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Eight fascinating facts about Chanukah

  • ChabadMenorah5thAve
In the 2nd century BCE, the brave Maccabees recaptured the Holy Temple in Jerusalem from the Greeks. The first thing they did was light the golden menorah. The found only one jar of oil, but it burned miraculously for eight days.
by AISH.COM | Dec 08, 2016

Today we light a menorah for eight days to recall this miracle, and to be inspired by its message.

  1. The war of the Maccabees was the world’s first ideological war, fought by a small band of pious Talmudic scholars who engaged in cunning stealth warfare. (In Israel you can visit the caves they hid in).
  2. Around 17,5 million oily doughnuts (sufganiyot) are eaten in Israel during Chanukah, commemorating the miracle of oil. (Not a good time to start a diet!)
  3. The word Chanukah means dedication. That’s what it takes to launch a war against a superpower and light a single flask of oil that can’t possibly last long enough. With enough dedication and commitment G-d creates miracles.
  4. Spinning the dreidel was originally done by students illegally studying Torah. When Greek soldiers would make a surprise raid, the students would whip out a dreidel, pretending to play a gambling game.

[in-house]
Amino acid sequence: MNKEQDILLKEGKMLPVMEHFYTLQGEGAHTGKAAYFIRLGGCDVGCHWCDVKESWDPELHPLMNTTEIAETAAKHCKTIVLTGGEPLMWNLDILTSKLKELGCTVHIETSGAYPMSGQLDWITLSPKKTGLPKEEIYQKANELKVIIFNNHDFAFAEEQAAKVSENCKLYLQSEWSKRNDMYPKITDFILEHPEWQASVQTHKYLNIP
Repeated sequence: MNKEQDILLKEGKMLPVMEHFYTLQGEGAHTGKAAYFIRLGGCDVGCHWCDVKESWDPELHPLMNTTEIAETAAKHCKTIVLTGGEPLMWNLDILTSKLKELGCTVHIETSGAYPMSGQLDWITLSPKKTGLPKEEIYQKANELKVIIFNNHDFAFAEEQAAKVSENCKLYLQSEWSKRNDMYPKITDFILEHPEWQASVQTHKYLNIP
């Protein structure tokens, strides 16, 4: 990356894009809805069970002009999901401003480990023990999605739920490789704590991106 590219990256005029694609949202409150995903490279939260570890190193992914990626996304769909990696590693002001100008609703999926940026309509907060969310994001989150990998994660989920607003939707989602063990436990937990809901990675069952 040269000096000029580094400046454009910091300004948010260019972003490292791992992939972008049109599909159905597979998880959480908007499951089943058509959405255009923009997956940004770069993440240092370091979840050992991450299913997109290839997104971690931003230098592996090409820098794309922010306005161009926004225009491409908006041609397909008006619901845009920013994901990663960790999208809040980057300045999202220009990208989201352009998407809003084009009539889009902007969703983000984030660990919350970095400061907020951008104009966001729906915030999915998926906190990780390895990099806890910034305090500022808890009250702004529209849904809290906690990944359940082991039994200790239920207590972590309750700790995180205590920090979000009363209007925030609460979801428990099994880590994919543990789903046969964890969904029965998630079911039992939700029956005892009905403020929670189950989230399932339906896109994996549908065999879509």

5. Chanukah is celebrated eight days even though the miracle of oil was really only seven (the first day’s light shouldn’t count - it’s natural) to teach us that everything in the natural world is really a miracle caused by G-d. Nothing happens without Him willing it.
  6. Throughout Chanukah, each menorah burns through 44 candles, adding one candle each night, plus the Shamash - the extra helper candle. That’s a lot of light to dispel the darkness.
  7. The menorah in the Holy Temple was gold. The Maccabees lit one made out of wood. Your menorah can be made out of any material, any size. You can see a solid gold replica of the menorah right outside Aish Hatorah in Jerusalem. It cost three million dollars.
  8. Chanukah is not the Jewish Christmas. There is no significance to giving gifts during the holiday. But there is a tradition to give gelt (money) to provide kids with an incentive to learn Torah (Chanukah also comes from the Hebrew word “hinuch”, education.

 

With kind permission of Aish Hatorah

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